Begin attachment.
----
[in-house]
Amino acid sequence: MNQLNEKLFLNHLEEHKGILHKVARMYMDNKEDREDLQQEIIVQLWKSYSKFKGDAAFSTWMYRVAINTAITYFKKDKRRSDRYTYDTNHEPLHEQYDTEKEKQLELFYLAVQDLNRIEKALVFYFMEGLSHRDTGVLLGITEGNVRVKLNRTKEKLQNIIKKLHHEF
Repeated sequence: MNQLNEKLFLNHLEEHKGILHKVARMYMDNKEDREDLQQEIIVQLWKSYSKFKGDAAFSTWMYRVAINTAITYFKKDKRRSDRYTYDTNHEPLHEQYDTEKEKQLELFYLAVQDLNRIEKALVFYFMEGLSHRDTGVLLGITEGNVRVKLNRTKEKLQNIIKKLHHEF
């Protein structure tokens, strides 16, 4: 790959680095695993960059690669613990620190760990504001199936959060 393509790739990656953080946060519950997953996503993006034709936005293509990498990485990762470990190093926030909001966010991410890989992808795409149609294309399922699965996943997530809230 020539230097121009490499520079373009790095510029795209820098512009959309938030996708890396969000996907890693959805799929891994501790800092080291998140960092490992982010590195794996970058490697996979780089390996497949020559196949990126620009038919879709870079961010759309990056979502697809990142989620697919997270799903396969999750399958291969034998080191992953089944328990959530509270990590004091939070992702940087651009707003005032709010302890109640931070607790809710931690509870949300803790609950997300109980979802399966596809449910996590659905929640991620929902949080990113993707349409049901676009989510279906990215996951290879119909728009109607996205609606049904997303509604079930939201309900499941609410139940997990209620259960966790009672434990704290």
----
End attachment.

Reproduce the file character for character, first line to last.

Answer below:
[in-house]
Amino acid sequence: MNQLNEKLFLNHLEEHKGILHKVARMYMDNKEDREDLQQEIIVQLWKSYSKFKGDAAFSTWMYRVAINTAITYFKKDKRRSDRYTYDTNHEPLHEQYDTEKEKQLELFYLAVQDLNRIEKALVFYFMEGLSHRDTGVLLGITEGNVRVKLNRTKEKLQNIIKKLHHEF
Repeated sequence: MNQLNEKLFLNHLEEHKGILHKVARMYMDNKEDREDLQQEIIVQLWKSYSKFKGDAAFSTWMYRVAINTAITYFKKDKRRSDRYTYDTNHEPLHEQYDTEKEKQLELFYLAVQDLNRIEKALVFYFMEGLSHRDTGVLLGITEGNVRVKLNRTKEKLQNIIKKLHHEF
């Protein structure tokens, strides 16, 4: 790959680095695993960059690669613990620190760990504001199936959060 393509790739990656953080946060519950997953996503993006034709936005293509990498990485990762470990190093926030909001966010991410890989992808795409149609294309399922699965996943997530809230 020539230097121009490499520079373009790095510029795209820098512009959309938030996708890396969000996907890693959805799929891994501790800092080291998140960092490992982010590195794996970058490697996979780089390996497949020559196949990126620009038919879709870079961010759309990056979502697809990142989620697919997270799903396969999750399958291969034998080191992953089944328990959530509270990590004091939070992702940087651009707003005032709010302890109640931070607790809710931690509870949300803790609950997300109980979802399966596809449910996590659905929640991620929902949080990113993707349409049901676009989510279906990215996951290879119909728009109607996205609606049904997303509604079930939201309900499941609410139940997990209620259960966790009672434990704290």